“Aquatilis” is a unique expedition to begin in the fall of 2015. Its main goal is the study of plankton, the most important element of the food chain and environmental well-being indicator of the planet.
Alexander Semenov is the author of the photos appearing in this post. Mr. Semenov’s jellyfish, nudibranchs, comb jellies and other underwater creatures were published in Nature, Science, National Geographic, BBC Knowledge, BBC Focus, CNN, Daily Mail, The Telegraph.
The team Aquatilis is a team of scientists, divers, photographers, cameramen and sailors. They are professionals — ambitious and terribly fond of his work. Having professional divers on the team means that they can explore planktonic organisms in their immediate environment. This is particularly important in the case of gelatinous plankton, some of its representatives so fragile that the first touch may be their last.
The young scientists plan to share with the world photographs and videos much in the same fashion Jacques-Yves Cousteau did when he “uncovered” and “shared” the ocean with the world. Since Cousteau, nobody attempted expedition of comparable scale, using the latest equipment and the power of media platforms and social networks. Ocean still remains largely unexplored.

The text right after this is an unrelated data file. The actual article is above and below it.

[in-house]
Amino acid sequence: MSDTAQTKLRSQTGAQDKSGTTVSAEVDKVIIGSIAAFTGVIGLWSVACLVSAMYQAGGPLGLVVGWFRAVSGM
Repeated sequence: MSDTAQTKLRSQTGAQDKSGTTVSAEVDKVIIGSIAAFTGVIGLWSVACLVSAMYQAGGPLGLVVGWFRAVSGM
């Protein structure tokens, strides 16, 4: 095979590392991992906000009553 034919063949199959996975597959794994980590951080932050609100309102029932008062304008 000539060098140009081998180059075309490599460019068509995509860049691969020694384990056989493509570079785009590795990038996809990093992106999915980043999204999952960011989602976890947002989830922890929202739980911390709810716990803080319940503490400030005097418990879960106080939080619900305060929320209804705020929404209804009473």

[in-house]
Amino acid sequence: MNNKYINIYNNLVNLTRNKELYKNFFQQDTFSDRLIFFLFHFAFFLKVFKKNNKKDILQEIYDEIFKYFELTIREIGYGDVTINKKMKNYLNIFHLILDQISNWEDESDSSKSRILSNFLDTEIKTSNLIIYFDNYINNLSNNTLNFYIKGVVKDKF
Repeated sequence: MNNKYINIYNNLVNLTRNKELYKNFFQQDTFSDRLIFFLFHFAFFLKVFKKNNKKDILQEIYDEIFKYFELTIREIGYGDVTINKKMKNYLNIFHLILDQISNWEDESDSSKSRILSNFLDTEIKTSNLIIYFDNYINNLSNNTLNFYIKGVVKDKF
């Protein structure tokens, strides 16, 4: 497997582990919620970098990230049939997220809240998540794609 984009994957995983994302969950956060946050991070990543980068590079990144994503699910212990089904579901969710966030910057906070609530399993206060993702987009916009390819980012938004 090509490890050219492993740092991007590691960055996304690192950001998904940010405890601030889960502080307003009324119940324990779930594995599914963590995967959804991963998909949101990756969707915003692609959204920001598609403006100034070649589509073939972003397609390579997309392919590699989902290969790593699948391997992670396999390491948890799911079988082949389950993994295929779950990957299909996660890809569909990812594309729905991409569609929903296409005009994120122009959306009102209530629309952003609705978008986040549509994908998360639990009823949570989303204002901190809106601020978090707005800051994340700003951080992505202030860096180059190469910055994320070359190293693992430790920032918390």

“Also, we want to draw people’s attention to the problems of ocean pollution. We plan to visit the “garbage islands” of the Pacific, Indian and Atlantic Oceans. The size of these accumulations of floating debris and particulate plastics is huge, exceeding the area of some countries, such as Spain or Germany, for example. We want to show the extent of pollution and what happens to the animals in the sea of plastic…” (– A. Semenov)
“People around the world need to understand the consequences of one bottle thrown into the sea. If at least a few thousand people will think before throwing trash overboard or leaving it behind on the beach, it’ll be a small but significant step towards a clean ocean.” (– A. Semenov)
Aquatilis will use a system of ropes to dive at any point in the ocean or in the middle of the sea, where the depth of water beneath the submerged divers is hundreds, or even thousands of meters. It’s called Bluewater diving, the best and perhaps the only method of studying life full of gelatinous plankton organisms. Dodge sharks and you are in business.
“I just madly in love with the whole underwater world. And I’m terribly curious to see the sea creatures. For me it’s like real cosmos — Star Trek, Starcraft and Babylon 5 rolled into one.”(– A. Semenov)